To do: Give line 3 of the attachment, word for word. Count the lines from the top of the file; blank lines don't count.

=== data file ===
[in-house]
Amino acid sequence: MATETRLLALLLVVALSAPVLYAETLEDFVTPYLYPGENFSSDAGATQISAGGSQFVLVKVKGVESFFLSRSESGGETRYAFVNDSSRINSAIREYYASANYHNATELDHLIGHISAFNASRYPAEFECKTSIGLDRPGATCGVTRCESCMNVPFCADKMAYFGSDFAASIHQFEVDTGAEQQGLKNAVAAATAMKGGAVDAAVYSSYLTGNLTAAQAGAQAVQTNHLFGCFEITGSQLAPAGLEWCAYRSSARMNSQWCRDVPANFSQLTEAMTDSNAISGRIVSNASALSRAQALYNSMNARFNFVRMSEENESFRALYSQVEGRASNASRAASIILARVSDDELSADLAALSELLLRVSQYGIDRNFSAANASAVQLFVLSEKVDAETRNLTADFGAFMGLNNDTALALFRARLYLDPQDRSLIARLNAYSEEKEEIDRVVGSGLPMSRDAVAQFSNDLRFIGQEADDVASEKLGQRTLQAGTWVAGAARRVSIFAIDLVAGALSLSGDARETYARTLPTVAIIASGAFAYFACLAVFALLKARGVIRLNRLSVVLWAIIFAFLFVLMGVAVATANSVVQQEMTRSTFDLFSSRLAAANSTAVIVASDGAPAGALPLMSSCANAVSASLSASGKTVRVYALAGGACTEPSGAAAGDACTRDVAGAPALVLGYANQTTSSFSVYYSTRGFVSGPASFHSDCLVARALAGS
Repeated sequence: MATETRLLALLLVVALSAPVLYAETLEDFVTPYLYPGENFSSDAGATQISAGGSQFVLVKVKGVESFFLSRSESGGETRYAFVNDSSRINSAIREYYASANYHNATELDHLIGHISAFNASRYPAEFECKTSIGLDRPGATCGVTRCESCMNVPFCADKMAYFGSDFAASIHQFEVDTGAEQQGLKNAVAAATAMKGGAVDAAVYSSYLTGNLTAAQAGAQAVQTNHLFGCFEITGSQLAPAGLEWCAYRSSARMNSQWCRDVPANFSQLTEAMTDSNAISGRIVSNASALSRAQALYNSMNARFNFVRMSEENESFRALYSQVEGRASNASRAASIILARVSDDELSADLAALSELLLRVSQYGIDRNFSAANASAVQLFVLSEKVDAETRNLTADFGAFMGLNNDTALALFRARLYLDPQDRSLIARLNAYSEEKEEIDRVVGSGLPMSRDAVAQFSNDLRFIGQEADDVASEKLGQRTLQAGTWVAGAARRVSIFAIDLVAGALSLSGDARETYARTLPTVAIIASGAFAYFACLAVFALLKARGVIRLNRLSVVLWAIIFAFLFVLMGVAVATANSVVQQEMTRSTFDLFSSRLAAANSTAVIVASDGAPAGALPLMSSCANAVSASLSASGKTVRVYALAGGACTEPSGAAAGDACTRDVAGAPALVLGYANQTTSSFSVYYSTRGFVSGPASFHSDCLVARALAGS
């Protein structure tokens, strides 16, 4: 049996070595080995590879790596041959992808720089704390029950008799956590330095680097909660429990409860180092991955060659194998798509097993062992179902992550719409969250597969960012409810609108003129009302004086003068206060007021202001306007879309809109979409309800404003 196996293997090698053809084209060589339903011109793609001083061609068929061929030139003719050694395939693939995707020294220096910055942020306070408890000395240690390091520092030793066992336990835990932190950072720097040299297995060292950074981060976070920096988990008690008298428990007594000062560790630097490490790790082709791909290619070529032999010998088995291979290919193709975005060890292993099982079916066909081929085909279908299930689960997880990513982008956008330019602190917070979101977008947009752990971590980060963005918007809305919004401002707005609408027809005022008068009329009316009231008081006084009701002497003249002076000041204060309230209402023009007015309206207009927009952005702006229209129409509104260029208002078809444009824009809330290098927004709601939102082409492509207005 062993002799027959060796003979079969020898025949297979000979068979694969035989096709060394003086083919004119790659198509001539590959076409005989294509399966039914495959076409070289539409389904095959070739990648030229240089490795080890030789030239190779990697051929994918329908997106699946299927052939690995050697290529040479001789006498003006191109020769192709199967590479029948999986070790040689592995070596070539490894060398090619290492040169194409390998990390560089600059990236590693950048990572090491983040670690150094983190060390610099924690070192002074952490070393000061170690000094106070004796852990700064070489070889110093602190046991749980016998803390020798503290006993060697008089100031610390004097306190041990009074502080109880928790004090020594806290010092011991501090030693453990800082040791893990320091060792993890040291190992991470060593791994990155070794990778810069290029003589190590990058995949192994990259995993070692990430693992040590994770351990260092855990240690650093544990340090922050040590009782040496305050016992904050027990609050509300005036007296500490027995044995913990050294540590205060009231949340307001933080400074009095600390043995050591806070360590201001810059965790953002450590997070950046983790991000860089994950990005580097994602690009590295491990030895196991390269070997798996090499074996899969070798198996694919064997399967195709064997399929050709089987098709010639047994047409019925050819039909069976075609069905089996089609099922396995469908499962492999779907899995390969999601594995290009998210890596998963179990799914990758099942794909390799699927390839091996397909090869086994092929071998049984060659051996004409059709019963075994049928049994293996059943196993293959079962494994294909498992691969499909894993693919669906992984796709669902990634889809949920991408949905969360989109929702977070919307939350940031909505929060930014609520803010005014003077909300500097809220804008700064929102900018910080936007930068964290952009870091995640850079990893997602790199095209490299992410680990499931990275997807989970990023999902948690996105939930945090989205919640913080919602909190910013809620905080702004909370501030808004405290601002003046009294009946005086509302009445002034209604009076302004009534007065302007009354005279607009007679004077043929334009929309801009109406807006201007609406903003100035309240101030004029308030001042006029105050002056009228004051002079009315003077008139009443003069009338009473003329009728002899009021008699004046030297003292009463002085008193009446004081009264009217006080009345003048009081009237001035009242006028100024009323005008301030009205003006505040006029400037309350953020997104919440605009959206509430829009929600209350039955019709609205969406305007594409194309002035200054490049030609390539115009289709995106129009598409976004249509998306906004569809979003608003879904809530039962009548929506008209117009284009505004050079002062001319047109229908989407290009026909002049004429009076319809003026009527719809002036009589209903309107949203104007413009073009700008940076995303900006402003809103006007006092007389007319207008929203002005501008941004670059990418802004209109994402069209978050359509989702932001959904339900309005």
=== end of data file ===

Repeated sequence: MATETRLLALLLVVALSAPVLYAETLEDFVTPYLYPGENFSSDAGATQISAGGSQFVLVKVKGVESFFLSRSESGGETRYAFVNDSSRINSAIREYYASANYHNATELDHLIGHISAFNASRYPAEFECKTSIGLDRPGATCGVTRCESCMNVPFCADKMAYFGSDFAASIHQFEVDTGAEQQGLKNAVAAATAMKGGAVDAAVYSSYLTGNLTAAQAGAQAVQTNHLFGCFEITGSQLAPAGLEWCAYRSSARMNSQWCRDVPANFSQLTEAMTDSNAISGRIVSNASALSRAQALYNSMNARFNFVRMSEENESFRALYSQVEGRASNASRAASIILARVSDDELSADLAALSELLLRVSQYGIDRNFSAANASAVQLFVLSEKVDAETRNLTADFGAFMGLNNDTALALFRARLYLDPQDRSLIARLNAYSEEKEEIDRVVGSGLPMSRDAVAQFSNDLRFIGQEADDVASEKLGQRTLQAGTWVAGAARRVSIFAIDLVAGALSLSGDARETYARTLPTVAIIASGAFAYFACLAVFALLKARGVIRLNRLSVVLWAIIFAFLFVLMGVAVATANSVVQQEMTRSTFDLFSSRLAAANSTAVIVASDGAPAGALPLMSSCANAVSASLSASGKTVRVYALAGGACTEPSGAAAGDACTRDVAGAPALVLGYANQTTSSFSVYYSTRGFVSGPASFHSDCLVARALAGS